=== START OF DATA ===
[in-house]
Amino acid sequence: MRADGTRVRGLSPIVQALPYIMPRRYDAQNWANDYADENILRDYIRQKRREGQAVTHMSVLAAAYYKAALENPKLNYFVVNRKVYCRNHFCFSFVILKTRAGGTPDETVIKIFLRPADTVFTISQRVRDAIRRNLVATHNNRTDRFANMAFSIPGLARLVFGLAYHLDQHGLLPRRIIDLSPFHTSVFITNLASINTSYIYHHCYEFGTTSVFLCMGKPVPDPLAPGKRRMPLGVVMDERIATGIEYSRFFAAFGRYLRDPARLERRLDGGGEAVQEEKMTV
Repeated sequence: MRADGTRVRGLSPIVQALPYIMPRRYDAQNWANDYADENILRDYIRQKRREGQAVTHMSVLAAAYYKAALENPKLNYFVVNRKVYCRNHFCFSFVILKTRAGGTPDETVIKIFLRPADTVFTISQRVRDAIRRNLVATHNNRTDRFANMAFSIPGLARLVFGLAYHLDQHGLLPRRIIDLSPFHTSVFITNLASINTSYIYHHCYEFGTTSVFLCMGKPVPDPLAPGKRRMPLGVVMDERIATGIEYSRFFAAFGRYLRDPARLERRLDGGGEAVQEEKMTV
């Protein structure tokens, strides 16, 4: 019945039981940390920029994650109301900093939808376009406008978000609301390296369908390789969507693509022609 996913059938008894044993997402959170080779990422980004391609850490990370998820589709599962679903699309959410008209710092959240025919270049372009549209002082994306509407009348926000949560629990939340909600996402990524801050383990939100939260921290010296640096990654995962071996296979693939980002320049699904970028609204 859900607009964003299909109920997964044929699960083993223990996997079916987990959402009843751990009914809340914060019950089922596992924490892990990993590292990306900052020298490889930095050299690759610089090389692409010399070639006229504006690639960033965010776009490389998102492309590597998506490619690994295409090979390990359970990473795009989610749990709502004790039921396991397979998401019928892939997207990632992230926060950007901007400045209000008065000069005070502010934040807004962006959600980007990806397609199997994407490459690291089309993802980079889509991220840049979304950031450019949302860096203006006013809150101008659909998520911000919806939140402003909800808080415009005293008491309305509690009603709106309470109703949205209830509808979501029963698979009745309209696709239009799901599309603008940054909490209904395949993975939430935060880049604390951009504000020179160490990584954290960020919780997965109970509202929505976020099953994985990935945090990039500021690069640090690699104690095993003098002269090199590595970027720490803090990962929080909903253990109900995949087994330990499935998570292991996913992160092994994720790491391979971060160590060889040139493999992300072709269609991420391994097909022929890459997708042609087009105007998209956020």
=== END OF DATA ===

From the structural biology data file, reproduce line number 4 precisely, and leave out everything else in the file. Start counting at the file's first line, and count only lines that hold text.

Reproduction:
């Protein structure tokens, strides 16, 4: 019945039981940390920029994650109301900093939808376009406008978000609301390296369908390789969507693509022609 996913059938008894044993997402959170080779990422980004391609850490990370998820589709599962679903699309959410008209710092959240025919270049372009549209002082994306509407009348926000949560629990939340909600996402990524801050383990939100939260921290010296640096990654995962071996296979693939980002320049699904970028609204 859900607009964003299909109920997964044929699960083993223990996997079916987990959402009843751990009914809340914060019950089922596992924490892990990993590292990306900052020298490889930095050299690759610089090389692409010399070639006229504006690639960033965010776009490389998102492309590597998506490619690994295409090979390990359970990473795009989610749990709502004790039921396991397979998401019928892939997207990632992230926060950007901007400045209000008065000069005070502010934040807004962006959600980007990806397609199997994407490459690291089309993802980079889509991220840049979304950031450019949302860096203006006013809150101008659909998520911000919806939140402003909800808080415009005293008491309305509690009603709106309470109703949205209830509808979501029963698979009745309209696709239009799901599309603008940054909490209904395949993975939430935060880049604390951009504000020179160490990584954290960020919780997965109970509202929505976020099953994985990935945090990039500021690069640090690699104690095993003098002269090199590595970027720490803090990962929080909903253990109900995949087994330990499935998570292991996913992160092994994720790491391979971060160590060889040139493999992300072709269609991420391994097909022929890459997708042609087009105007998209956020």